Online Bachelor's Degree in Legal Studies

Learn about online bachelor's degree programs in legal studies and how they are conducted. Explore common course topics in this field of study, and find out about potential careers and their outlooks. Schools offering Juris Doctor degrees can also be found in these popular choices.

What Is an Online Bachelor's Degree Program in Legal Studies Like?

Bachelor's degree programs in legal studies often take four years to complete and require 120 credits. Some programs in this field are available online and thus allow for more flexible scheduling, which is beneficial to working professionals trying to earn their degree. Courses and assignments in an online program are similar to those in a campus-based program, except that lectures and class discussions are all conducted using a virtual interface. Undergraduate programs in legal studies typically lead to a Bachelor of Science.

To apply to a bachelor's program in legal studies, you must have at least a high school diploma or its equivalent. You may also have to submit ACT or SAT scores and letters of recommendation. Completing classes in business writing, research and history may be beneficial.

Admission RequirementsHigh school diploma or equivalent; recommendation letters and ACT or SAT scores might be required
Common Course TopicsResearch methodologies, legal writing, civil litigation, legal ethics, family law
Job Growth6% growth projected between 2014 and 2024 (for lawyers)*; 8% growth projected between 2014 and 2024 (for paralegals and legal assistants)*

Source: *U.S. Bureau of Labor Statistics

What Courses Will I Take?

In an online bachelor's degree program in legal studies, you can expect to combine general education courses with legal theory, business theory, ethics training and legal history. Courses of study commonly culminate in a capstone project. Many programs facilitate internships, which help you gain professional experience. The following are examples of courses you might find in the curriculum:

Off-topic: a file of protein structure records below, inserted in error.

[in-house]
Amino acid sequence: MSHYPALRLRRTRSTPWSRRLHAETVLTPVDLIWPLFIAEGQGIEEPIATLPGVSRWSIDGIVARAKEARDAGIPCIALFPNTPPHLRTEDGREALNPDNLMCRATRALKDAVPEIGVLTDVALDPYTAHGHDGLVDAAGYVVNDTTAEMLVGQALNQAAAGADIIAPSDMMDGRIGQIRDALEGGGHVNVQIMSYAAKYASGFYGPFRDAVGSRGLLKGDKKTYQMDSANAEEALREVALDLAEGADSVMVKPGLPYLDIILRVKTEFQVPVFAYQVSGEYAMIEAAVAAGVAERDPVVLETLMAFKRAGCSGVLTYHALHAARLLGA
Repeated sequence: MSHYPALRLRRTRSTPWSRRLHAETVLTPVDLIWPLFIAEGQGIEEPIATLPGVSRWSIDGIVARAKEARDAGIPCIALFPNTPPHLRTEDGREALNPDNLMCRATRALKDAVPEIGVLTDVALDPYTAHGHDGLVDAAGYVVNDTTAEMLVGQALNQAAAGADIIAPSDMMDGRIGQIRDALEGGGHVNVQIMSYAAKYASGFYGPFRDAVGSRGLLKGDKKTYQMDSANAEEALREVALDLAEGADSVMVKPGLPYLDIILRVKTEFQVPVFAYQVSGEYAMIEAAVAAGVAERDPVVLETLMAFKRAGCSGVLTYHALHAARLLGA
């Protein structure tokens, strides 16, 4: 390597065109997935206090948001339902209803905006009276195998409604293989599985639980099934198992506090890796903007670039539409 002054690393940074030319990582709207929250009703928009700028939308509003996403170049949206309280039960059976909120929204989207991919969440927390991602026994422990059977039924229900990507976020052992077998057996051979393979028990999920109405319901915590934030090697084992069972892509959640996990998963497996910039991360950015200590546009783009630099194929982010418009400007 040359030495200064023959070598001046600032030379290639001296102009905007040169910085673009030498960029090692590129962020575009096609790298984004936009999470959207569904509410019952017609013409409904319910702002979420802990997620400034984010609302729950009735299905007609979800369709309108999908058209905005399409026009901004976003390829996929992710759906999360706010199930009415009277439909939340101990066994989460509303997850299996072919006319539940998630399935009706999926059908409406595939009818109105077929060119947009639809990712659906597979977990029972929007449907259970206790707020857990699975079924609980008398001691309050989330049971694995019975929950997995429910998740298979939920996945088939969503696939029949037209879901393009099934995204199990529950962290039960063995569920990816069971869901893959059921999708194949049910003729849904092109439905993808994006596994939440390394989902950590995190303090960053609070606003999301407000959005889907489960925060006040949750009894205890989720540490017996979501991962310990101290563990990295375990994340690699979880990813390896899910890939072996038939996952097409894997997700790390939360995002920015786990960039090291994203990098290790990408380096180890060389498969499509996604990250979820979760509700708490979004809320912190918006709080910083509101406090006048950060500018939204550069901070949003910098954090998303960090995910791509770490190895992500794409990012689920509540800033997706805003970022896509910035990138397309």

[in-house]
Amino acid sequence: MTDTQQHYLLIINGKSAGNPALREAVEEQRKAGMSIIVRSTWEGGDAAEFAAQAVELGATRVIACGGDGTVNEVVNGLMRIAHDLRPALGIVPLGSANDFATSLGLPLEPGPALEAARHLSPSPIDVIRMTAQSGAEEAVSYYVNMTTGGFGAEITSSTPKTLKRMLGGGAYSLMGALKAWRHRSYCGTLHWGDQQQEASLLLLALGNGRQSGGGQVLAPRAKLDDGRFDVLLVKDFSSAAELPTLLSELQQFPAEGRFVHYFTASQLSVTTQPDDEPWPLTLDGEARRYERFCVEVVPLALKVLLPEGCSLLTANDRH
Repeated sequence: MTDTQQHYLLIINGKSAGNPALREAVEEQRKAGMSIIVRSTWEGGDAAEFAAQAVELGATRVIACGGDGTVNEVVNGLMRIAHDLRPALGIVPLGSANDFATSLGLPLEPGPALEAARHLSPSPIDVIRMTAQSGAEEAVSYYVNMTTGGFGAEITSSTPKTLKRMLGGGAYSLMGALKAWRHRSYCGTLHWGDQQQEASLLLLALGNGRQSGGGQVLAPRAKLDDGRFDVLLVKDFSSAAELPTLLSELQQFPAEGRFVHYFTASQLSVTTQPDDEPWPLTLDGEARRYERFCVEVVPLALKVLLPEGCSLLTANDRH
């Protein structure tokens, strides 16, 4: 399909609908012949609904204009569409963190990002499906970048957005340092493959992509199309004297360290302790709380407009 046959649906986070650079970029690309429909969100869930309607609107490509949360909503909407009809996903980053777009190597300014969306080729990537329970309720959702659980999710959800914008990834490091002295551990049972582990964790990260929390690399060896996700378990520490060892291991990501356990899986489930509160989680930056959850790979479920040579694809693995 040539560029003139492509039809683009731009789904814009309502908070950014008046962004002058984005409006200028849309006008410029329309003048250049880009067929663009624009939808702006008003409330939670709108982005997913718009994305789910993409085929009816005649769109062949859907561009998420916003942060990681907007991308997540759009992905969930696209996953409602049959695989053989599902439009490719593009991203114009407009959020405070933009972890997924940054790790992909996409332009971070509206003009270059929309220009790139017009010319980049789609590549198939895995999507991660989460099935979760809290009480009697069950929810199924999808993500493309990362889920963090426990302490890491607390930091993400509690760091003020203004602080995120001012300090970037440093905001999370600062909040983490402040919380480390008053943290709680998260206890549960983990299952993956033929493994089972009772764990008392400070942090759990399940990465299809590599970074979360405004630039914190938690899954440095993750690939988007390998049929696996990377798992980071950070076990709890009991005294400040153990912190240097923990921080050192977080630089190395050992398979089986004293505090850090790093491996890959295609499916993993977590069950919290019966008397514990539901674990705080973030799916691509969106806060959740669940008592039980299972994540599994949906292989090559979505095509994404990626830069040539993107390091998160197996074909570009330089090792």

• Probate practice
  • Civil litigation
  • Family law
  • Bankruptcy law
  • Environmental law
  • Copyright law and trademarks
  • Legal ethics
  • Research methodologies for legal professionals
  • Legal writing

What Can I Do With a Bachelor's Degree in Legal Studies?

A bachelor's degree program in legal studies could prepare you to pursue a graduate degree related to law, such as a Juris Doctorate (J.D.). Attaining a J.D. qualifies you to sit for your state bar exam; if you pass the bar exam, you may practice as a lawyer. The U.S. Bureau of Labor Statistics (BLS) reports that the employment rate for lawyers is expected to increase 6% between 2014 and 2024. These professionals had an average annual salary of $133,470 in 2014.

Alternatively, you could pursue careers in the legal field that don't require graduate education. Two common careers are legal assistants and paralegals; both help lawyers prepare for trials, conduct research and prepare legal documents. According to the BLS, employment of legal assistants and paralegals is expected to increase 8% between 2014 and 2024. Additionally, the BLS states that the average annual wage for this profession was $51,840 in 2014.

To continue researching, browse degree options below for course curriculum, prerequisites and financial aid information. Or, learn more about the subject by reading the related articles below:

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